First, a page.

Why? In order to answer that question we must look a little closer at the alternatives. There is a different way to provide signals to subscribers than the tree-like linear delivery. Instead, imagine a hub-and spoke arrangement with a central core and a large number of spokes radiating from the hub. The hub can deliver completely independent streams into each spoke, so that what arrives at the end of each spoke is potentially either completely or partially different than what arrives at any other endpoint. (Note if we look closely each spoke is actually a smaller version of the linear "tree" we described above.) The hub can be said to contain a number of switching boundaries, where the decision of what to send down which spoke is implemented. Not made, mind you, but implemented. Logically speaking, where the switch boundary is placed is arbitrary, but in a typical CATV system, by far the best place for a switching boundary is the node. Thus, if part of a switching realm, the signal placed onto a particular node shows up at every single receiver in the node, but not on any receiver outside the node. In implementation, this means hypothetically that in a hub with 100 nodes, at 300.00MHz in the spectrum in a single channel's timeslot there could be 100 different programs being broadcast. In a pure switched digital system with 500MHz of useable bandwidth, such a hubsite could hypothetically broadcast nearly 17,000 HD programs or nearly 92,000 different SD programs to perhaps 50,000 subscribers with maybe 125,000 TVs. That's a heck of a lot better than the linear system which over the same field architecture could only deliver 167 HD programs or 916 SD programs. (Or 83 analog SD programs or 13 analog HD programs. Ugh.)

    So far, so good, but again ignoring the local broadcast channels and angry TiVo-owning subs, why have any linear channels at all? The huge benefit in numbers detailed above presumes that every node will require one for one completely different programs than any other node. This is not the case. For any given number of nodes, if at least 1 subscriber on each node wants the same video, then every one of the nodes will carry it, and for that particular program there is no benefit for switched video at all at that moment. If the content is on a regular scheduled channel and at every point in time at least one sub on every node is watching the channel, then the channel will never be switched off any node, and there is no advantage at all to switching the channel. If a node hosts 400 -500 subscribers and 300 or so timeslots, then any scheduled channel with a minimum daily instantaneous market share in excess of 4% - 5% or so will not be shut down on that node for any significant period of time, and would not be shut down on enough nodes in total for enough time to make switching worthwhile. Such channels are more economically served on linear equipment.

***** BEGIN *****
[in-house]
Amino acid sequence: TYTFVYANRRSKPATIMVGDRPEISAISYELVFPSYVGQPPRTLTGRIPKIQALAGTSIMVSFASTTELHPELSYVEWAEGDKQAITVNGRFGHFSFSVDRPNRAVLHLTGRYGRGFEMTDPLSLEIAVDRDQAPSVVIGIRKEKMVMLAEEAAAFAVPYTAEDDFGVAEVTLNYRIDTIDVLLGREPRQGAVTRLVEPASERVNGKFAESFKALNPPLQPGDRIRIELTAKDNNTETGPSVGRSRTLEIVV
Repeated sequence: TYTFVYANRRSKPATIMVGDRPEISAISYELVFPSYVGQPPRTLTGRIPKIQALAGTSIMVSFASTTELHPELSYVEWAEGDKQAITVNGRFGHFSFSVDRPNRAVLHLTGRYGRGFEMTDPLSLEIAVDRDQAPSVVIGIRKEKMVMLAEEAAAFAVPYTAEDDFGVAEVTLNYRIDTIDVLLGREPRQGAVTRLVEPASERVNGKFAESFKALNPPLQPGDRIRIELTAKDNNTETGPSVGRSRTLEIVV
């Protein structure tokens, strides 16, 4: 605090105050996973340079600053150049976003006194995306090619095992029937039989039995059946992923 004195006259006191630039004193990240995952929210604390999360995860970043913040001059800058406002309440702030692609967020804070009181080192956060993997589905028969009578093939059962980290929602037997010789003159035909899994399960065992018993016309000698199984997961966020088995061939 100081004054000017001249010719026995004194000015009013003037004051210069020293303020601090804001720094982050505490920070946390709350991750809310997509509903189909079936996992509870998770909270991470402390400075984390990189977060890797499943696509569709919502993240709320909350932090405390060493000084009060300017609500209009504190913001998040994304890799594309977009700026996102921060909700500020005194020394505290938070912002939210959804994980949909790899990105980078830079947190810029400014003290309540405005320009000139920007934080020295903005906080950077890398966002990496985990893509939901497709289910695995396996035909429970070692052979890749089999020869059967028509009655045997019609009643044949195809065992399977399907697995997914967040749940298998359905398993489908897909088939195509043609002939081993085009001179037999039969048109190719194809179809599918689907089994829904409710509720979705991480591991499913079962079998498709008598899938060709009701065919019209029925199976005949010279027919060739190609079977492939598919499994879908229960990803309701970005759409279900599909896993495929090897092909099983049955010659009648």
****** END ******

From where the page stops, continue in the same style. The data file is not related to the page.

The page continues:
At the transport level there is absolutely no difference between a regularly scheduled SDV program and a VOD or other on-demand service. The difference lies in two areas. One is the insertion source. For an external source such as satellite video feeds or local broadcast channels, the cATV company simply takes the incoming stream and sends it out to its video switches, tagging it with source and destination addresses. For locally hosted IPPV events, the company may simply have their own of what are basically automated DVRs which begin transmitting specific steams at regularly scheduled times. At the headend or hubsite, the switch receives all of its streams and decides which QAMs are to receive which streams. If a node is dark for a particular stream and a sub on the node changes to the channel in question, the STB / DVR sends a request to the headend to receive the channel. Coordinating between the switch, the video server, and the STB, the decision is made upon which QAM to host the feed on the node and the STB is told on which QAM to find the feed. If it is a "regular" video, then the STB will probably already contain the encryption keys. If it is IPPV -whether scheduled or otherwise, then the server also delivers the encryption keys and notifies the billing computer.

    For an on-demand service, the exact same series of events takes place potentially over exactly the same transport equipment, except that the video server must be capable not of just passing on a video stream received from an external source, but must be capable of seeing to it the stream itself is created and possibly started and stopped. Once again, if the stream is on-demand IPPV, then it notifies the billing computer, selects the QAM to receive the stream, issues the keys if necessary, and starts the stream. In some topologies it can make some sense to segregate the on-demand streams from scheduled switch streams, because the video server for the scheduled streams can be much less capable than the one required for on-demand services. In a system like San Antonio, however, where every single channel can have its stream split off at any moment by a sub pressing <Pause> on his STB remote, it doesn't make all that much sense to segregate channels. Of course, if it happens to be a linear channel, then the linear server continues to happily pump away with the main stream while an on-demand server carries out the funny business around the formerly-linear-now-suddenly-on-demand stream.

    The other area where there is a difference has nothing directly to do with the equipment, but rather with the patterns of the traffic and the bandwidth related thereto. An SDV transmission of a scheduled program may not hit every node in the system, saving bandwidth on those not receiving it, but it is still somewhat likely to hit more than one node in the system, and it usually consists of what are essentially multicast packets. While not sharp, there is nonetheless a vague limit to the number of scheduled programs which can be broadcast in a system because of this. This is perfectly Ok, however, because since the streams are inifinitely continuous, there is also an absolute limit to the number of nodes which can request the stream (all of them, however many there may be) and an exact limit to the number of streams which will be generated to fulfill the channel's broadcast footprint. That number is precisely 1.